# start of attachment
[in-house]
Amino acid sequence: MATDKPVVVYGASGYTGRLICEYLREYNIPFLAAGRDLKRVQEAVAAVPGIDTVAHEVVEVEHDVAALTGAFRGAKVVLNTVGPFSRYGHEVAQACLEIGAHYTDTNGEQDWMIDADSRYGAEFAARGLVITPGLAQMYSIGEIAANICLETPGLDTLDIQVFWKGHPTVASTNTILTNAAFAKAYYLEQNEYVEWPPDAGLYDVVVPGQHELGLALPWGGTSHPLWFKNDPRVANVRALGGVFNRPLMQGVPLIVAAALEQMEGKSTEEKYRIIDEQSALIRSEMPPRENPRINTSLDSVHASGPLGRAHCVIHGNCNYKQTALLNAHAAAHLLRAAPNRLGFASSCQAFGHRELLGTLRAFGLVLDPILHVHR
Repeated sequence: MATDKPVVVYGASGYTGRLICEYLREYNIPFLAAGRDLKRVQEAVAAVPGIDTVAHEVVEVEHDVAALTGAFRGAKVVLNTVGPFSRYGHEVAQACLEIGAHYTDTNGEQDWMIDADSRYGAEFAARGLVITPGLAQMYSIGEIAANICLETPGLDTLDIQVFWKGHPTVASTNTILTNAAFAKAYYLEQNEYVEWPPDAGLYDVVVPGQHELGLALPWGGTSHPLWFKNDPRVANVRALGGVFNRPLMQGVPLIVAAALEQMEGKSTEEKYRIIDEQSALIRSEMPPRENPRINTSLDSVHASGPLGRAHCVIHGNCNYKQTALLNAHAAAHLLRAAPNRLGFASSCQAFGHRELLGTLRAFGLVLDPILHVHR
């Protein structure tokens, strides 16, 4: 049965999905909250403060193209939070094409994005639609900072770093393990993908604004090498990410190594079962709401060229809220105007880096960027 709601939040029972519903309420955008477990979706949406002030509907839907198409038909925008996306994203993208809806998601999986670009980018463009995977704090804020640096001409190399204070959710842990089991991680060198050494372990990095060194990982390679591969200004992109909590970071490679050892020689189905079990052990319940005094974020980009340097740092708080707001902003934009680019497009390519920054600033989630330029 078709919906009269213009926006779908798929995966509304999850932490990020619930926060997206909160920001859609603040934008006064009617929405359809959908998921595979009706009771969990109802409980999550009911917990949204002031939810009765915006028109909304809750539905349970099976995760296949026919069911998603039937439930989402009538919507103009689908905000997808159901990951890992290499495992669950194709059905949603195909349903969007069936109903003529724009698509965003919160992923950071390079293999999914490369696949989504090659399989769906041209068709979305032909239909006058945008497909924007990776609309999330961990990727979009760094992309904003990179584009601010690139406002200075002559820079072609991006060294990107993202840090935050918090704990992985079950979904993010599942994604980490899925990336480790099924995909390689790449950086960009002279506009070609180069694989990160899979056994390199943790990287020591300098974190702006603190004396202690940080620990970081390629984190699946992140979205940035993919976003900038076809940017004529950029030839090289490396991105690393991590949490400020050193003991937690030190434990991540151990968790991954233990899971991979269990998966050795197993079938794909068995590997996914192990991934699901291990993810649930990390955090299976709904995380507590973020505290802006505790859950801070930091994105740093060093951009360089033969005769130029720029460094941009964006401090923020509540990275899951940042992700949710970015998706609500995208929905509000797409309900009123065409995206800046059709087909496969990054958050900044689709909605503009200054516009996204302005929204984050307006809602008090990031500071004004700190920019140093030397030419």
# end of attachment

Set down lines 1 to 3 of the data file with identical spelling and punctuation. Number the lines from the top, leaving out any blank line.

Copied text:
[in-house]
Amino acid sequence: MATDKPVVVYGASGYTGRLICEYLREYNIPFLAAGRDLKRVQEAVAAVPGIDTVAHEVVEVEHDVAALTGAFRGAKVVLNTVGPFSRYGHEVAQACLEIGAHYTDTNGEQDWMIDADSRYGAEFAARGLVITPGLAQMYSIGEIAANICLETPGLDTLDIQVFWKGHPTVASTNTILTNAAFAKAYYLEQNEYVEWPPDAGLYDVVVPGQHELGLALPWGGTSHPLWFKNDPRVANVRALGGVFNRPLMQGVPLIVAAALEQMEGKSTEEKYRIIDEQSALIRSEMPPRENPRINTSLDSVHASGPLGRAHCVIHGNCNYKQTALLNAHAAAHLLRAAPNRLGFASSCQAFGHRELLGTLRAFGLVLDPILHVHR
Repeated sequence: MATDKPVVVYGASGYTGRLICEYLREYNIPFLAAGRDLKRVQEAVAAVPGIDTVAHEVVEVEHDVAALTGAFRGAKVVLNTVGPFSRYGHEVAQACLEIGAHYTDTNGEQDWMIDADSRYGAEFAARGLVITPGLAQMYSIGEIAANICLETPGLDTLDIQVFWKGHPTVASTNTILTNAAFAKAYYLEQNEYVEWPPDAGLYDVVVPGQHELGLALPWGGTSHPLWFKNDPRVANVRALGGVFNRPLMQGVPLIVAAALEQMEGKSTEEKYRIIDEQSALIRSEMPPRENPRINTSLDSVHASGPLGRAHCVIHGNCNYKQTALLNAHAAAHLLRAAPNRLGFASSCQAFGHRELLGTLRAFGLVLDPILHVHR